Coming late to the table : Methodius in the context of sympotic literary development
LaValle Norman, Dawn. (2017). Coming late to the table : Methodius in the context of sympotic literary development. In Methodius of Olympus : State of the art and new perspectives pp. 18-37 De Gruyter.
|Authors||LaValle Norman, Dawn|
[Extract] When Methodius wrote the most famous of his works, the Symposium, or On Chastity, the Symposium was a popular genre.¹ Imperial Symposia abounded, which took as their models and modified the founding Socratic Symposia of Plato and Xenophon. Plutarch in the 2nd century wrote not one, but two sympotic works: Quaestiones Convivales is a collection of different sympotic moments that took place over many years, and Septem Sapientium Convivium (Symposium of the Seven Wise Men) recounts the conversations at a wedding banquet set in the mythical time of the archaic wise men, couching a collection of archaic wisdom within an elaborate narrative structure. In the early 3rd century, Athenaeus wrote the Deipnosophistae, a sprawling work that covers a dinner party among friends in Rome and amasses an enormous amount of quotation from the archive. Other Christians used the genre as well: Lactantius, an exact contemporary of Methodius, wrote a Latin Symposium on his way from North Africa to the court of Diocletian, which may or may not survive.² The popularity of the Symposium continued well after Methodius, with Julian the Apostate and Macrobius, among others, turning their hand to the genre.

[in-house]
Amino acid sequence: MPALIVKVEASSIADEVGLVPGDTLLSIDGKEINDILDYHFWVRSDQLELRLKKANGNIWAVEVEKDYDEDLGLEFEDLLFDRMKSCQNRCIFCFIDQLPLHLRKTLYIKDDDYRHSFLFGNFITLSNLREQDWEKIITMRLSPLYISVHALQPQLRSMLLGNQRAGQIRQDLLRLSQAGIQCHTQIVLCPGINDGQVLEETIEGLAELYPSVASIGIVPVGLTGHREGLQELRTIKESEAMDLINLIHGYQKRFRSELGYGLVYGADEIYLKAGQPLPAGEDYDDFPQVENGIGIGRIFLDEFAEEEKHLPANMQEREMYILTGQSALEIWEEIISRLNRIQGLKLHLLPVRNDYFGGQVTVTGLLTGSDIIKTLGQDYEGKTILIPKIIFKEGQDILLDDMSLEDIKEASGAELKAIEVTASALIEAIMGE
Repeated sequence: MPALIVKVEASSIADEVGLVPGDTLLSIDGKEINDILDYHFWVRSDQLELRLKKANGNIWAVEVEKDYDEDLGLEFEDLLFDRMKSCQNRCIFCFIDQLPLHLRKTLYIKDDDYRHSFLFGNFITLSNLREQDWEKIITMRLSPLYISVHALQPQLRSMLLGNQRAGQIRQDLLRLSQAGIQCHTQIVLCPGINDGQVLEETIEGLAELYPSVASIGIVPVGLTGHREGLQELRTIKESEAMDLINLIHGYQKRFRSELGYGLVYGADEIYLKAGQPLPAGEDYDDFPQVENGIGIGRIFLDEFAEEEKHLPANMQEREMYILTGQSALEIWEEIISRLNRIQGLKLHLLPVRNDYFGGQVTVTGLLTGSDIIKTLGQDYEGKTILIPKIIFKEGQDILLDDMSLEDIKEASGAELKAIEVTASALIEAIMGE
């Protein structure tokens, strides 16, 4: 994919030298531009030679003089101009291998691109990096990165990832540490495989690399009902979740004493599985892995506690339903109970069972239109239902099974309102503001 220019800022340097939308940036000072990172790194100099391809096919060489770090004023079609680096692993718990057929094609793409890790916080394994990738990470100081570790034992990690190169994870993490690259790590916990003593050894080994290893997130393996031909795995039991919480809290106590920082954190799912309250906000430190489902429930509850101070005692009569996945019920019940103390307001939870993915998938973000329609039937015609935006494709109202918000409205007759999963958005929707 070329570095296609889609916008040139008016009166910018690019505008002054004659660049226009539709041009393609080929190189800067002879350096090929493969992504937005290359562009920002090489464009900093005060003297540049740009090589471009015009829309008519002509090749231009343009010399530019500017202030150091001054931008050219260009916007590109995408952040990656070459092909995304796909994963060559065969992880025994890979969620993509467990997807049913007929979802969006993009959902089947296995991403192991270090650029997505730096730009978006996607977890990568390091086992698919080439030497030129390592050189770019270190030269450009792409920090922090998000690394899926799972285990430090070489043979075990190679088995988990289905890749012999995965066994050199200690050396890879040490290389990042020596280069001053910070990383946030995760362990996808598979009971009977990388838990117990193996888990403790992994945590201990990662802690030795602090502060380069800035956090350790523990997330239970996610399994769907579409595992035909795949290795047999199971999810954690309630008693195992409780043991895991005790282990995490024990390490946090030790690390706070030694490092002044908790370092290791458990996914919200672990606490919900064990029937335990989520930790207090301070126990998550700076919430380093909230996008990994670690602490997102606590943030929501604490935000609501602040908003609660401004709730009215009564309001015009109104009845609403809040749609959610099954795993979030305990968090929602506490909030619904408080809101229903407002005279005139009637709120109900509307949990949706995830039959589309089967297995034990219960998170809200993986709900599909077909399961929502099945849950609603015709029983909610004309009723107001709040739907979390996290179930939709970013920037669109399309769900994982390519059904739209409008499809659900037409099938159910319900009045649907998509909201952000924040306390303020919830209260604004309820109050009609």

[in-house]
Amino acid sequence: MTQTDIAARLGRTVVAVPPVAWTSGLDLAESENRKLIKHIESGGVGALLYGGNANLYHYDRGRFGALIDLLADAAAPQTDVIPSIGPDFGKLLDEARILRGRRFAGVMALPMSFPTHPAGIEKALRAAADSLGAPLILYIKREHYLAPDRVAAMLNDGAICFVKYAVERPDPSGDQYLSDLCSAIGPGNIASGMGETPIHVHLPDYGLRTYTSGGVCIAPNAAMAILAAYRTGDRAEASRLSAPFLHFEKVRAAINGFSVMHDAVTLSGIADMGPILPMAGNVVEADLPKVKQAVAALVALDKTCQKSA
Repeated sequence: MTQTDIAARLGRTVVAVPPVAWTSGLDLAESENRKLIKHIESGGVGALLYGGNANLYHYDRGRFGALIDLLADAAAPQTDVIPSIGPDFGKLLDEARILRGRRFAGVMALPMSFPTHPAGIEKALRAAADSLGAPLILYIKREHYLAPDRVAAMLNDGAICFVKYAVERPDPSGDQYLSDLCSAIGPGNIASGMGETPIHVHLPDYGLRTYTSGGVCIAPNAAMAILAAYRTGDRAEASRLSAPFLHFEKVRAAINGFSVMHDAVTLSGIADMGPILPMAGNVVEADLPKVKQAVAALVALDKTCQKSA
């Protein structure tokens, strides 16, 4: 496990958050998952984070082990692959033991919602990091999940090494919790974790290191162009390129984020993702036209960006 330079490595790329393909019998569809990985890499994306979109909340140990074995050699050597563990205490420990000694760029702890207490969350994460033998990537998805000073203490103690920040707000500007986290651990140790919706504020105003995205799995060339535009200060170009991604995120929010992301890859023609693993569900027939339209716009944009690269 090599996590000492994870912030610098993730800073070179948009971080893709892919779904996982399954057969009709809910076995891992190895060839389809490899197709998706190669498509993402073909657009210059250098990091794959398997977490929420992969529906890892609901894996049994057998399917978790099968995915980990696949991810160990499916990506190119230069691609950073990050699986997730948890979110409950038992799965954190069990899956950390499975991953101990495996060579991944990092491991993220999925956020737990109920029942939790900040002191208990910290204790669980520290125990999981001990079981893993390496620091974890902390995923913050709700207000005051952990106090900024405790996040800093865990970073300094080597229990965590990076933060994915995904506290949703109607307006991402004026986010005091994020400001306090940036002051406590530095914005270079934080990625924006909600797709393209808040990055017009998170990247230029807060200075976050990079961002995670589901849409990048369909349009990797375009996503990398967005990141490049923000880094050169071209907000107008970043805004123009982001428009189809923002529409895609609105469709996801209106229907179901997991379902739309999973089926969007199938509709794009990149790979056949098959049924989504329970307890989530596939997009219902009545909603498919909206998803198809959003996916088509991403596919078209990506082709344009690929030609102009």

|Book title||Methodius of Olympus : State of the art and new perspectives|
|Place of publication||Berlin, Germany|
|Series||Texte und Untersuchungen zur Geschichte der altchristlichen Literatur (TU) : Archiv für die Ausgabe der Griechischen Christlichen Schriftsteller der ersten Jahrhunderte ; band 178|
|Web address (URL)||https://ebookcentral.proquest.com/lib/acu/detail.action?docID=4911704|
|Research Group||Institute for Religion and Critical Inquiry|
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